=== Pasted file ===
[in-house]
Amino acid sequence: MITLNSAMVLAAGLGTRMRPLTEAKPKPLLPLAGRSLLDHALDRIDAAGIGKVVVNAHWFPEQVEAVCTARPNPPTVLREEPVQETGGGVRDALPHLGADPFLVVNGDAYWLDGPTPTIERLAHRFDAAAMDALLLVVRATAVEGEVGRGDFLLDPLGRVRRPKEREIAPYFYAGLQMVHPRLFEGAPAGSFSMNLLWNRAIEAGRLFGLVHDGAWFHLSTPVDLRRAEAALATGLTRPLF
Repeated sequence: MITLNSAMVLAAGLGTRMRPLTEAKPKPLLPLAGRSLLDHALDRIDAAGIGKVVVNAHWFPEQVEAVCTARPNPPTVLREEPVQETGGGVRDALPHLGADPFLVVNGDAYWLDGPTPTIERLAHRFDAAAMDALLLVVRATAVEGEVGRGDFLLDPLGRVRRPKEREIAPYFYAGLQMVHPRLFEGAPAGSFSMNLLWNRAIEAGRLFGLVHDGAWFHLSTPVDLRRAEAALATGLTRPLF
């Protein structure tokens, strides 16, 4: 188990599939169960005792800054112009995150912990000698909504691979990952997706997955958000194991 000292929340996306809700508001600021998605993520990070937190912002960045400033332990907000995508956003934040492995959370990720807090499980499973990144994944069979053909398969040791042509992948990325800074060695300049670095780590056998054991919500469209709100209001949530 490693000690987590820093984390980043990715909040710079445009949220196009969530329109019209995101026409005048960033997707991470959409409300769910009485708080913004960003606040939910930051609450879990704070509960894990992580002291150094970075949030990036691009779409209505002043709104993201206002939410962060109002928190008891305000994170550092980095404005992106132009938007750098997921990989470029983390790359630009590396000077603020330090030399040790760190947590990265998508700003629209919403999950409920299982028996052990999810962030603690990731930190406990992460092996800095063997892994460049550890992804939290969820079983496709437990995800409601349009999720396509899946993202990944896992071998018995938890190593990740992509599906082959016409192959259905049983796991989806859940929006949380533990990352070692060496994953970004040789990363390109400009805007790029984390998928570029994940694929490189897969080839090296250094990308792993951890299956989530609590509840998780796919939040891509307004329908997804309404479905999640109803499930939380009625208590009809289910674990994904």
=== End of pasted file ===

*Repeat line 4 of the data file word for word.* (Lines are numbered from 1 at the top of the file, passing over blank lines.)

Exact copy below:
């Protein structure tokens, strides 16, 4: 188990599939169960005792800054112009995150912990000698909504691979990952997706997955958000194991 000292929340996306809700508001600021998605993520990070937190912002960045400033332990907000995508956003934040492995959370990720807090499980499973990144994944069979053909398969040791042509992948990325800074060695300049670095780590056998054991919500469209709100209001949530 490693000690987590820093984390980043990715909040710079445009949220196009969530329109019209995101026409005048960033997707991470959409409300769910009485708080913004960003606040939910930051609450879990704070509960894990992580002291150094970075949030990036691009779409209505002043709104993201206002939410962060109002928190008891305000994170550092980095404005992106132009938007750098997921990989470029983390790359630009590396000077603020330090030399040790760190947590990265998508700003629209919403999950409920299982028996052990999810962030603690990731930190406990992460092996800095063997892994460049550890992804939290969820079983496709437990995800409601349009999720396509899946993202990944896992071998018995938890190593990740992509599906082959016409192959259905049983796991989806859940929006949380533990990352070692060496994953970004040789990363390109400009805007790029984390998928570029994940694929490189897969080839090296250094990308792993951890299956989530609590509840998780796919939040891509307004329908997804309404479905999640109803499930939380009625208590009809289910674990994904």